Many thanks for the November article featuring Walter Kirn by Mark Bernstein, two distinguished members of my class. I was especially pleased to see that an established author and critic, perhaps respected by both sides of the political divide, is trying to cross or even bridge this divide.
Other than also being a transfer student, I can hardly find anything in common with Kirn, at Princeton or afterwards. However, reading his story made me feel vindicated for my own “heterodox” views. His criticism that some Democrats cloak their empathy with condescension was sharp. It could be subtle and unintended, but really felt. During the early days of the pandemic, I was asked on several occasions if I had been mistreated for being Chinese. The concern was no doubt well-meaning and may be valid, but it inevitably woke me up to the fact that I was, after all, different.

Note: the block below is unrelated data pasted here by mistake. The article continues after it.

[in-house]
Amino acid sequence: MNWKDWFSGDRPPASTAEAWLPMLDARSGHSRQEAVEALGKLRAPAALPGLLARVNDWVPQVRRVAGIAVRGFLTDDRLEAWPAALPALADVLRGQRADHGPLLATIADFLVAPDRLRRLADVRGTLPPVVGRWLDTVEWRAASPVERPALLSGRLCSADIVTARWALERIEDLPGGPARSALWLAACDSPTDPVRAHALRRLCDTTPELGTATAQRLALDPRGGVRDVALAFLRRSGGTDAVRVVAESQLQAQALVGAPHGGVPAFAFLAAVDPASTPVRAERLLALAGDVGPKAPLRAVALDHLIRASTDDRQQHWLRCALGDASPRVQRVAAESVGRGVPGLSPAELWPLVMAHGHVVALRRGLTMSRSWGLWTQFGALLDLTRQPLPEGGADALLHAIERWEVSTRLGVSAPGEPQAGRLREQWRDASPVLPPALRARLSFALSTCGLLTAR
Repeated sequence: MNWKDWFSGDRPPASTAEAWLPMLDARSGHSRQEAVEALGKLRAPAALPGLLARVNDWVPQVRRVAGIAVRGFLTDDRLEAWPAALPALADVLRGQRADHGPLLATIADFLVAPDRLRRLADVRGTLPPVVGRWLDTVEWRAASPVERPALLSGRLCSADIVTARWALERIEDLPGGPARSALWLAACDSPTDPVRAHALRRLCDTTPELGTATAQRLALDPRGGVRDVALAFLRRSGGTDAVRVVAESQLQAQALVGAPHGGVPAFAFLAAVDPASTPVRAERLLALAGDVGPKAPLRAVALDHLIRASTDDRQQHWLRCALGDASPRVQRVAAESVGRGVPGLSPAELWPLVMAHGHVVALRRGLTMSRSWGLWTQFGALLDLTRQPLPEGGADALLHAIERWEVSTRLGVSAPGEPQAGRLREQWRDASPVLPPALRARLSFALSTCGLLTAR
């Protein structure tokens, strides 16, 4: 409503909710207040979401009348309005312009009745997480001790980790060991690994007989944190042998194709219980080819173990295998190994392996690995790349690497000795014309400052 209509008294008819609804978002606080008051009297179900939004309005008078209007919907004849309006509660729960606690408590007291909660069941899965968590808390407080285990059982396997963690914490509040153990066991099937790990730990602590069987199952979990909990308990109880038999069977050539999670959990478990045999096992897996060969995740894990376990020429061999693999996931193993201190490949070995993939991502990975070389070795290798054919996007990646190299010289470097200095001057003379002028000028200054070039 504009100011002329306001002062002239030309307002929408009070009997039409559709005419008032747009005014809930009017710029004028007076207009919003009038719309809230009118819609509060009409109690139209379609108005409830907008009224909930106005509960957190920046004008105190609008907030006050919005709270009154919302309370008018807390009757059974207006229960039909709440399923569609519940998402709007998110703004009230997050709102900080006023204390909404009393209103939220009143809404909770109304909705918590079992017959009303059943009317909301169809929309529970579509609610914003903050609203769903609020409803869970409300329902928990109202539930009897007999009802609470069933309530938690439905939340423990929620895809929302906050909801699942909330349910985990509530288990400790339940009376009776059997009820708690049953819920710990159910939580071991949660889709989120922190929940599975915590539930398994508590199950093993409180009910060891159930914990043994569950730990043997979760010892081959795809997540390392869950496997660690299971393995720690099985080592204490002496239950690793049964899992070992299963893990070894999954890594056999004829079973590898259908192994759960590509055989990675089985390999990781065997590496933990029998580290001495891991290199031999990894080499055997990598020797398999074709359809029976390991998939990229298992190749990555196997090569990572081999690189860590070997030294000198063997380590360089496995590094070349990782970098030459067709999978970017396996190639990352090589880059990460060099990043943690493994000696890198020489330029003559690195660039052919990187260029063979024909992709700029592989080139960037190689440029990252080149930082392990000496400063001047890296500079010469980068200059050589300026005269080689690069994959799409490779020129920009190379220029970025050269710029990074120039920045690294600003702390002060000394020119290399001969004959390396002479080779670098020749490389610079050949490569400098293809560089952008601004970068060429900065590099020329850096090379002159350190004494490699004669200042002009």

In my school days in China students whose parents happened to have owned businesses or land, large or small, before 1949, were compelled to search for and confess every bit of influence from the exploiting class, to which their parents belonged. The nightmare worsened during the Cultural Revolution. “Self-flagellation,” or self-criticism in contemporary Chinese vocabulary, was common in those days. It was not for anyone to get to heaven but simply to get out of the living hell, mentally and sometimes physically. I hope we shall never see those days in our country and our university.